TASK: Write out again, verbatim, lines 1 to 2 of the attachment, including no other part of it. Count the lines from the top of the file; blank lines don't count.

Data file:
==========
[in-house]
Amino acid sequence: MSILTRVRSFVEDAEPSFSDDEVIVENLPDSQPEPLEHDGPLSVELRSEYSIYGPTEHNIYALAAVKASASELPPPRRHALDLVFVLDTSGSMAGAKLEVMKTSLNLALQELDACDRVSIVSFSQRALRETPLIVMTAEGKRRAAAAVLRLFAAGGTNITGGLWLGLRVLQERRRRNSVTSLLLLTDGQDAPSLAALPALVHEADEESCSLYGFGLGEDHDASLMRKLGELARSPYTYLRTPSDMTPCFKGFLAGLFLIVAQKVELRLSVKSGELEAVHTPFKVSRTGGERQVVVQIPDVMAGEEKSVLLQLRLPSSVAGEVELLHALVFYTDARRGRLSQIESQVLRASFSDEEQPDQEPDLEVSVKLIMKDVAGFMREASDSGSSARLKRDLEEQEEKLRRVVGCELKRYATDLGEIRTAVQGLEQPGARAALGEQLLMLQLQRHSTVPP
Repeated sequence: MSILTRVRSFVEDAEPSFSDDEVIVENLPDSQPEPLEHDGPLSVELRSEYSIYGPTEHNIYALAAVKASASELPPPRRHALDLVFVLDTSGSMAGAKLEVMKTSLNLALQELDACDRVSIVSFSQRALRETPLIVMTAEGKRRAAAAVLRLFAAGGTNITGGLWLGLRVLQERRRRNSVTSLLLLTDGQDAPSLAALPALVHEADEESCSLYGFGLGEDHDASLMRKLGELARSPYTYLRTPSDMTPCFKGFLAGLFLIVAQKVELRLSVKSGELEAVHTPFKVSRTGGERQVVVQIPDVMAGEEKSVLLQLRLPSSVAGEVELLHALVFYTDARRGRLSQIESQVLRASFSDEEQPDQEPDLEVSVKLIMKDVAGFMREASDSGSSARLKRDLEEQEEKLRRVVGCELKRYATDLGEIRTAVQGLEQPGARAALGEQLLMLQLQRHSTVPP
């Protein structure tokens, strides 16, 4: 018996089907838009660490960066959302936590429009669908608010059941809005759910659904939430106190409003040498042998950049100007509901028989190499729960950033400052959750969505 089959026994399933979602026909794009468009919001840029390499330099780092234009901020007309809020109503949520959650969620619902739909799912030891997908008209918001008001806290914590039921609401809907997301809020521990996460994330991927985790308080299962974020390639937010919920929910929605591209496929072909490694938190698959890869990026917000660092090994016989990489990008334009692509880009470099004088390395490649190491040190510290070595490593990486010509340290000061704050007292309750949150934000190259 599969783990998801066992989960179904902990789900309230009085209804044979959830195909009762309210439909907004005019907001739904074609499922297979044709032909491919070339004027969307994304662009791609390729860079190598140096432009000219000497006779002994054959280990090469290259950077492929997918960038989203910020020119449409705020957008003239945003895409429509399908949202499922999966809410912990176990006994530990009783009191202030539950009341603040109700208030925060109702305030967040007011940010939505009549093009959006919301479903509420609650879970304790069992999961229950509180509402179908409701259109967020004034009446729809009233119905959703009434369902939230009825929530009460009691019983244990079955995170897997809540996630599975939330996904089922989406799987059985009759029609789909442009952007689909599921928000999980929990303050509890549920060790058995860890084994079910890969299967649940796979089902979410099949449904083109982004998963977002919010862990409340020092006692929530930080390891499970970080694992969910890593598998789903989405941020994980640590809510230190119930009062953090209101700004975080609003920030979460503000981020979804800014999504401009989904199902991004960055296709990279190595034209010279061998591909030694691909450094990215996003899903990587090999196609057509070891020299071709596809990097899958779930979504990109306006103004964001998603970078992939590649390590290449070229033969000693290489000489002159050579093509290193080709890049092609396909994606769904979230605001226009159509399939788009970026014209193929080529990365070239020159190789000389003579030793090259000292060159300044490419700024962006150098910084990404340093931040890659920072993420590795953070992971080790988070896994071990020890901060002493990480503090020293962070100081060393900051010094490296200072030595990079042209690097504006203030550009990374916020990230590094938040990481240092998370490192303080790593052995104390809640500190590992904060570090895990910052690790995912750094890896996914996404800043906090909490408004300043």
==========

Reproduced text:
[in-house]
Amino acid sequence: MSILTRVRSFVEDAEPSFSDDEVIVENLPDSQPEPLEHDGPLSVELRSEYSIYGPTEHNIYALAAVKASASELPPPRRHALDLVFVLDTSGSMAGAKLEVMKTSLNLALQELDACDRVSIVSFSQRALRETPLIVMTAEGKRRAAAAVLRLFAAGGTNITGGLWLGLRVLQERRRRNSVTSLLLLTDGQDAPSLAALPALVHEADEESCSLYGFGLGEDHDASLMRKLGELARSPYTYLRTPSDMTPCFKGFLAGLFLIVAQKVELRLSVKSGELEAVHTPFKVSRTGGERQVVVQIPDVMAGEEKSVLLQLRLPSSVAGEVELLHALVFYTDARRGRLSQIESQVLRASFSDEEQPDQEPDLEVSVKLIMKDVAGFMREASDSGSSARLKRDLEEQEEKLRRVVGCELKRYATDLGEIRTAVQGLEQPGARAALGEQLLMLQLQRHSTVPP